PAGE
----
When Should I Not Request Handscoring on the LSAT?

Our last post covered circumstances that warrant handscoring on the LSAT – having a person review your answer sheet, instead of a machine. While there are some valid situations that call for handscoring, there are also some that don’t. Keep in mind that LSAC won’t turn down your request for handscoring, even when it’s clear based on the reasons you provide that your score won’t change – they’ll accept your request and your required payment, and they’ll go through with having a person review your answer sheet. But that doesn’t mean that your score will improve as a result.
The below list outlines three circumstances for which you can save yourself the time, energy, and money associated with requesting handscoring.
You made mistakes transferring your answers from your test booklet to your answer sheet. Even if you circled the correct answer choice in your booklet and ended up marking the answer sheet incorrectly, the person scoring your test will only look at your answer sheet. Your test booklet will not be reviewed. When preparing for the LSAT with practice tests, there’s a strong case for bubbling in answers directly on your answer sheet, rather than marking them first in your test booklet. There will be less chance for transferring errors!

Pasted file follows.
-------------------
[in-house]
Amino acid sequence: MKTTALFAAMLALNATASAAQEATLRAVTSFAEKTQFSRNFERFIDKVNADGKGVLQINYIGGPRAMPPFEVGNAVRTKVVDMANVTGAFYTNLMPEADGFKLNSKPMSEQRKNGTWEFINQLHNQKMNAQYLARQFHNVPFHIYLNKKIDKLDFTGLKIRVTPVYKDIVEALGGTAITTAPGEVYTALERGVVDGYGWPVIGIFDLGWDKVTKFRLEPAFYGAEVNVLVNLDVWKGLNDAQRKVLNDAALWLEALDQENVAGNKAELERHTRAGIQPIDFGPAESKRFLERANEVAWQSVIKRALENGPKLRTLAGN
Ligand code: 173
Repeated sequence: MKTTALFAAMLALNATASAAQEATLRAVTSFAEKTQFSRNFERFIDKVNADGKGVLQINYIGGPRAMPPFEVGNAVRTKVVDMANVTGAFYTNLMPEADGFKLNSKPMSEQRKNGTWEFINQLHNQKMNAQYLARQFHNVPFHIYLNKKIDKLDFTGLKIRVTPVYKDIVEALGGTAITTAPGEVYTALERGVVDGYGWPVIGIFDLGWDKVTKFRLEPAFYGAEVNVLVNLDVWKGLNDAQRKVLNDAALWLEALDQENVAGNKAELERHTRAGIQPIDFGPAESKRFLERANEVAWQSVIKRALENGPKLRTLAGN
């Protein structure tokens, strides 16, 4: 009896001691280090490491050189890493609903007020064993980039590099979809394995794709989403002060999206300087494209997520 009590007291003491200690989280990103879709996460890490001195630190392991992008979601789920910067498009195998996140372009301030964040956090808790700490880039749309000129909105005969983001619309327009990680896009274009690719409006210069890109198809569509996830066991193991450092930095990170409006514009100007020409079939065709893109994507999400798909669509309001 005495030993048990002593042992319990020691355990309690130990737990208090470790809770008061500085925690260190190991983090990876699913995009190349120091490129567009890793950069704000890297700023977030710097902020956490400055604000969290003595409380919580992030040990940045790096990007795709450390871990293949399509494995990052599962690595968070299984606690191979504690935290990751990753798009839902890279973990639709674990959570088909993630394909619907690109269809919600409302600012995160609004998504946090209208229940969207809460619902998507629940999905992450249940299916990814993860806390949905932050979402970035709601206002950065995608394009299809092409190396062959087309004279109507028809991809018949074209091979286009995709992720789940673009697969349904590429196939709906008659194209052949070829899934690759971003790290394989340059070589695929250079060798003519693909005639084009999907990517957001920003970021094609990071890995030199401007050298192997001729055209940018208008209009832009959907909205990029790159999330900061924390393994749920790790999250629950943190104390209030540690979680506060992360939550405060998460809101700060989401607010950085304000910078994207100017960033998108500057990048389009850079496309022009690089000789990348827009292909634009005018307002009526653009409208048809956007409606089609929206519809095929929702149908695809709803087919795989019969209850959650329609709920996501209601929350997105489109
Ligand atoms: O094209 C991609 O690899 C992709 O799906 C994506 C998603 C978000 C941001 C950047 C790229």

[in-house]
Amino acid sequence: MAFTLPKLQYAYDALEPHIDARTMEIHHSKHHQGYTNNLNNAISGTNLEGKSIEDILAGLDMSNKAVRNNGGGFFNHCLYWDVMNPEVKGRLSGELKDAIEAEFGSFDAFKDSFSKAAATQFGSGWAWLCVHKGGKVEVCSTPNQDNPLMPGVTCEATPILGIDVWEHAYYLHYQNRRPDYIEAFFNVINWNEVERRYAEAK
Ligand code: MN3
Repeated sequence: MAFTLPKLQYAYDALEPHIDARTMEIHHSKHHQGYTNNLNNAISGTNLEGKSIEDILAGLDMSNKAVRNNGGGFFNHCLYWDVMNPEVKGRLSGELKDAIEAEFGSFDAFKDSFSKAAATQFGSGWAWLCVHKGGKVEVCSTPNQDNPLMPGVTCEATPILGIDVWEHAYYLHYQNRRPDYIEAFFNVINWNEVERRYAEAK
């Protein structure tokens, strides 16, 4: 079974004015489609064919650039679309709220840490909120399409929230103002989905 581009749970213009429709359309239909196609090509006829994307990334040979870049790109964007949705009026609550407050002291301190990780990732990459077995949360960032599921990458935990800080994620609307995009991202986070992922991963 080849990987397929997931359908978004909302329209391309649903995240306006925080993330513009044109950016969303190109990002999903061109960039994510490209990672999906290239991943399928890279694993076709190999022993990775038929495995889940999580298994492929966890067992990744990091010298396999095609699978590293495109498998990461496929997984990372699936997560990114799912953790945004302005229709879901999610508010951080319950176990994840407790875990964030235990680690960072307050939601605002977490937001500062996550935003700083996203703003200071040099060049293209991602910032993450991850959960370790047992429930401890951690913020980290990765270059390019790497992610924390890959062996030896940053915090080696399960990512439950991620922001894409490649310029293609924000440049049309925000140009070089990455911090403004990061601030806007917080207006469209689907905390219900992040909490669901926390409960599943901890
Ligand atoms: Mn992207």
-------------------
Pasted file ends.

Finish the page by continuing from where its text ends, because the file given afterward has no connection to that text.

You clearly marked two answers for the same question. Maybe you tried to erase one of the bubbles, but it’s still so unambiguously marked that you’ve clearly given two answers for a question. In this case, handscoring will not help you. Make sure you erase answers fully.
You didn’t clearly fill in a bubble. The instructions in your test booklet show you how to clearly mark your answer sheet, and LSAC requires test takers to follow those guidelines for filling in bubbles. If you don’t clearly fill in your answer sheet, the person scoring your test won’t be able to give you back points. Make it a habit to mark your answers completely when taking practice tests.

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